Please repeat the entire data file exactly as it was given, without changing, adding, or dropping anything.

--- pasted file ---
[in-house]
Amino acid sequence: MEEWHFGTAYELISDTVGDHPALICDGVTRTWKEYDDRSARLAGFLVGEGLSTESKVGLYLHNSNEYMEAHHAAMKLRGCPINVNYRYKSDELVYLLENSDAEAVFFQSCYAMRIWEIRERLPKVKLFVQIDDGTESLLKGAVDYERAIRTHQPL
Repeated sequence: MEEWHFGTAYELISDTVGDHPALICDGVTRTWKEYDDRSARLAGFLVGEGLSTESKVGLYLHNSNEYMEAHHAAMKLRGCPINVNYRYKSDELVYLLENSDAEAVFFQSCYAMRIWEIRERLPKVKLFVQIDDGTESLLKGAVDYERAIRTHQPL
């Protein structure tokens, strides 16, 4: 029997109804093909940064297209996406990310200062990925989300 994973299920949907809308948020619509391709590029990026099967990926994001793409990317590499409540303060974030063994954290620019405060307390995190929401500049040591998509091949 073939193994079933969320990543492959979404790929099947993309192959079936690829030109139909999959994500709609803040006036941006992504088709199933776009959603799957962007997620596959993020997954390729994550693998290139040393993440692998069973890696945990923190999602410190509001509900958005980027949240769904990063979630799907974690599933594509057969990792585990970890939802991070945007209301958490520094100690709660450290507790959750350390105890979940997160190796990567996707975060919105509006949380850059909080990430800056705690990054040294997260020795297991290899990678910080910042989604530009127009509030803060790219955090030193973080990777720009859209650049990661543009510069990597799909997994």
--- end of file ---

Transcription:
[in-house]
Amino acid sequence: MEEWHFGTAYELISDTVGDHPALICDGVTRTWKEYDDRSARLAGFLVGEGLSTESKVGLYLHNSNEYMEAHHAAMKLRGCPINVNYRYKSDELVYLLENSDAEAVFFQSCYAMRIWEIRERLPKVKLFVQIDDGTESLLKGAVDYERAIRTHQPL
Repeated sequence: MEEWHFGTAYELISDTVGDHPALICDGVTRTWKEYDDRSARLAGFLVGEGLSTESKVGLYLHNSNEYMEAHHAAMKLRGCPINVNYRYKSDELVYLLENSDAEAVFFQSCYAMRIWEIRERLPKVKLFVQIDDGTESLLKGAVDYERAIRTHQPL
């Protein structure tokens, strides 16, 4: 029997109804093909940064297209996406990310200062990925989300 994973299920949907809308948020619509391709590029990026099967990926994001793409990317590499409540303060974030063994954290620019405060307390995190929401500049040591998509091949 073939193994079933969320990543492959979404790929099947993309192959079936690829030109139909999959994500709609803040006036941006992504088709199933776009959603799957962007997620596959993020997954390729994550693998290139040393993440692998069973890696945990923190999602410190509001509900958005980027949240769904990063979630799907974690599933594509057969990792585990970890939802991070945007209301958490520094100690709660450290507790959750350390105890979940997160190796990567996707975060919105509006949380850059909080990430800056705690990054040294997260020795297991290899990678910080910042989604530009127009509030803060790219955090030193973080990777720009859209650049990661543009510069990597799909997994």